Right, one of them said and tugged at Pete’s arm.

Hell with that, Pete said and yanked away. You don’t arrest him right now, I’m gonna, Pete threatened.

You ain’t doing no such thing, Pete. If I feel real good I won’t lock you up for obstructin’, but one more word and you’re going to jail.

Aw, Kehler, Pete whined again, turned, and started out the door with the other men.

What is this, Kehler? Gil asked when they were alone.

Found a man down by your crossin’. Shot. Died. The man survived long enough to tell us a rider ambushed ’im and rode off this direction. Said he saw the bright silver pistol in the moonlight, Kehler paused and looked out the window. Seems this matches the description. He held up the silver plated big bore gun and sniffed at the barrel. Recent fired too. And the horse in the corral is plumb wet from ridin’ hard.

Listen, what sort of fool you think I am? I shoot someone and I ride right back here and put the evidence out in the open?

Gil, no one said you were a fool. If I’d found it tucked away in your closet, Kehler turned to look at the wardrobe Gil kept his clothes in, then I’da thought you were trying to put somethin’ over on me. And when I saw it there, I knew it wasn’t as easy as we hoped.

You mean you already convicted me? Gil asked, stood, and reached into the pocket of his still hanging shirt. Rollin’ a smoke, okay?

Yeah, go ahead.

Gil took the time to think of what trouble he was in here.

Who was this that I was supposed to have killed?

Jerald Marvis.

Oh, no, Gil said, grimaced, and knew it looked bad for him now. He sat down heavily on the bed and pushed his fingers through his hair. This looked bad for him, for sure, he thought.

You and him been sniffin’ around Glenn Roy’s daughter. Seems she told him he was the one she would marry. Told us that when she came up on us on her way home from a social visit. Seems like that was enough for her too. She’s really mad. If we don’t take you in she or her pa might come lookin’ for you.

Kehler, I swear to you I didn’t do it. I liked Charlotte, but I was only callin’ when I wasn’t busy. When I found Jer’ was sparkin’ her, well, I let it go.

She said you were by earlier and were mad Jerald was seein’ her.

Sure I was mad. But not at him. She led me on to believe she didn’t have anyone courting. When I found out different, I knew it would make Jerald upset if he found I was comin’ around, Gil said and puffed on the rolled cigarette. He rubbed the fire out between his thumb and forefinger after two long drags, raised the window, and tossed the remainder out.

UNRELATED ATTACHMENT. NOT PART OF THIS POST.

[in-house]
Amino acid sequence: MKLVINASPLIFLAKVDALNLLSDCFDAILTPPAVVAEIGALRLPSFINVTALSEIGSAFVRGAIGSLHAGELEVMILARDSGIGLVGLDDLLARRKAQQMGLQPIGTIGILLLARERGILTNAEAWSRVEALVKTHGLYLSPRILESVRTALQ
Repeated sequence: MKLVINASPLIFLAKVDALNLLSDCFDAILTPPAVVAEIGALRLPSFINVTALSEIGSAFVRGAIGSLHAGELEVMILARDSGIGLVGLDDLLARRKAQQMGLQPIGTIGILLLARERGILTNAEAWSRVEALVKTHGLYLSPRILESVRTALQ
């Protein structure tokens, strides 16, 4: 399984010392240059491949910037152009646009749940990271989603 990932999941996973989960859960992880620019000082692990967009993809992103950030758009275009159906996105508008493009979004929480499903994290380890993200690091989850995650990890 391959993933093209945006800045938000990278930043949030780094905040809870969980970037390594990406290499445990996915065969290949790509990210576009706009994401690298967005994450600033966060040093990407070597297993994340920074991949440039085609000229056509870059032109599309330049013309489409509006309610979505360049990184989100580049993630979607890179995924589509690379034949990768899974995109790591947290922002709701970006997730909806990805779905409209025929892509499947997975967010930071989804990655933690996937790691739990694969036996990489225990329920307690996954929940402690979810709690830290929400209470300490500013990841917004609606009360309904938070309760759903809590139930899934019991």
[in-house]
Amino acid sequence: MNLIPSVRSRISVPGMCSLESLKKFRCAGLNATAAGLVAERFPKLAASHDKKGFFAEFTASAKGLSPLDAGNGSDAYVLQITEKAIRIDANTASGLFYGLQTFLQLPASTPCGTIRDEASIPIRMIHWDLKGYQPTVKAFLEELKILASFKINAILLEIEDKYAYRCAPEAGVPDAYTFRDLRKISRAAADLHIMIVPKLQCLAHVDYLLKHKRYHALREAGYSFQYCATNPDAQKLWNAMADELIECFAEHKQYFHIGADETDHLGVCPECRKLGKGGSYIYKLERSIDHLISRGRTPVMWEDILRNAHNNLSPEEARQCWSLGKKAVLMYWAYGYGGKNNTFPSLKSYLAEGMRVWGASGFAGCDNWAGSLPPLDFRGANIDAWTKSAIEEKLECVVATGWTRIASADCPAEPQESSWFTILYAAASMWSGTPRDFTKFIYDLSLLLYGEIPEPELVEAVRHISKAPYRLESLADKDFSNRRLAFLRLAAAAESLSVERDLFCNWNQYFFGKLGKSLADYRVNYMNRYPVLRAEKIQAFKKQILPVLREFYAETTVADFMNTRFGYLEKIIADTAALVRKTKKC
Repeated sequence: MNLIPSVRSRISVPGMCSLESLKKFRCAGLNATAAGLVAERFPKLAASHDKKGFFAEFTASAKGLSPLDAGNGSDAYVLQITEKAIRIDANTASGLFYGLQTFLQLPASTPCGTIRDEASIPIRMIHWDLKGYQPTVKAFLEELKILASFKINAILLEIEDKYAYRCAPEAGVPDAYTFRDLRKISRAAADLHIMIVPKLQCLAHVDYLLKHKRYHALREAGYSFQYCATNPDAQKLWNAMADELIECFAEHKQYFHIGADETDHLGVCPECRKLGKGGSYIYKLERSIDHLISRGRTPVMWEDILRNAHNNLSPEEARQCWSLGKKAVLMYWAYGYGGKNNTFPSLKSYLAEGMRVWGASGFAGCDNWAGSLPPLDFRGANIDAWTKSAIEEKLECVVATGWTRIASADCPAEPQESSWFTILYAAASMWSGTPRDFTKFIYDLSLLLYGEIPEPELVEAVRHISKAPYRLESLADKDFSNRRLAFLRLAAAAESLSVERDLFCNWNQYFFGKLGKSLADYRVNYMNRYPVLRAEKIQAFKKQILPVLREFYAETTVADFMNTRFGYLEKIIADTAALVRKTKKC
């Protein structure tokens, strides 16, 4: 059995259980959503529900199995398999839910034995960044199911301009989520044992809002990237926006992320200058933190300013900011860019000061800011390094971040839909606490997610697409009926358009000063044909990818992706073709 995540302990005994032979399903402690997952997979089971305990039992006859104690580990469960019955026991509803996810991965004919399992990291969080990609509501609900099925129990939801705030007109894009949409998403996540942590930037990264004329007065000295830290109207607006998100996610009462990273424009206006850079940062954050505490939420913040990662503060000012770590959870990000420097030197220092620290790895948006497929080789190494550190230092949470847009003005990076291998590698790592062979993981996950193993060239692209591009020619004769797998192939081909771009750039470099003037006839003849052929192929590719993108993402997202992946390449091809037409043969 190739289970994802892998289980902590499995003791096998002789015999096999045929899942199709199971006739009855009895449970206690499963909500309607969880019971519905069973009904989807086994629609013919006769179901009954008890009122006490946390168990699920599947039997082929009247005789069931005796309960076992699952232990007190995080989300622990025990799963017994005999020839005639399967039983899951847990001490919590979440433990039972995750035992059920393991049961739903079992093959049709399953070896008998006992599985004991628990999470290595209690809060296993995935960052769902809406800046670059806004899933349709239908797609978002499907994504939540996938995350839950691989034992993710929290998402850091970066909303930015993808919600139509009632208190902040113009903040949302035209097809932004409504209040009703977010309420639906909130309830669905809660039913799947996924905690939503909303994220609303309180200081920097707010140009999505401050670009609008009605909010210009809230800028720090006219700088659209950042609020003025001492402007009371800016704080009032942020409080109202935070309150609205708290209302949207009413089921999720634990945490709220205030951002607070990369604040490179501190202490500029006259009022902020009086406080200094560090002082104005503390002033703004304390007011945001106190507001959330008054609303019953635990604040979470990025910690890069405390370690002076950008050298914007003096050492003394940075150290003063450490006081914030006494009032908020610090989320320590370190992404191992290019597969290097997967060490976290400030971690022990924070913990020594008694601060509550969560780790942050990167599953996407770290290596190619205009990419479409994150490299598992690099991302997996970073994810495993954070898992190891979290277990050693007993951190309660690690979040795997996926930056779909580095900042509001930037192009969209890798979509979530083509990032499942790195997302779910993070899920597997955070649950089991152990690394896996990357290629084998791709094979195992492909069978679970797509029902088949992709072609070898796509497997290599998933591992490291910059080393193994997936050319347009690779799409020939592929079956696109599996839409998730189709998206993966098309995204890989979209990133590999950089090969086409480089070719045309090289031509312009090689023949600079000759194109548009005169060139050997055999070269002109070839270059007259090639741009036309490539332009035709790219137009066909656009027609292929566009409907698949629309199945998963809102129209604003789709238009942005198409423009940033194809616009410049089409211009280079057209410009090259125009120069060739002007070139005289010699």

It looks bad, but, like I said, I was only mad she didn’t tell me the truth. If anyone looks good for this, I suppose it’s me, but I didn’t do it. I didn’t have any reason, Gil said shaking his head, he lifted the window another notch.

He knew too if he went to jail he’d never have a chance to prove himself innocent. They might not get the cattle rounded up and he’d be in real trouble. Gil knew he and his partner Charlie couldn’t survive another winter without selling some of his stock. Summer was bad enough with so little water and no suffrage from the heat.

I’m gonna have to take you in, boy. Least until the in-vestigation is complete.

Kehler, you know I didn’t do it, Gil said as he put on his shirt and the wool lined denim jacket. It ain’t right you takin’ me in on flimsy evidence like that.

Well, boy, I guess you think you know the law, but it’s on my side this time. And besides, if I leave you here, what’s to say you won’t jump into Mexico? It’s only a couple hour ride and a desper-ate man wouldn’t hesitate to boot that di-rection.

Gil stomped on the floor to make sure his feet were settled in his boots, turned to McGillis and shoved him hard. The town’s Marshal, startled, fell across the bunk, tumbled once, and came up with a cry of rage; by that moment Gil had grabbed his gun gear from the bedpost, jumped through the window, and rolled onto the hard ground three and a half feet below.

He bounced up; holding his belt, holster, and pistol in his left hand he ran toward the corral when a big dark horse blocked his way. Gil looked up in time to see the wide grin on Pete Hoogins’ face and the barrel of the carbine coming down.

Gil lifted his left arm and it was brushed aside by the vicious swing and the rifle hammered him across the top of his head. Gil fell to one knee and tried to dodge again, but the cutting horse anticipated his move with Pete’s knees doing the driving.

Ain’t no chance gettin’ away now, killer.

Gil didn’t respond, but heard McGillis behind him yell only one word, Pete! It sounded like a warning to the rider.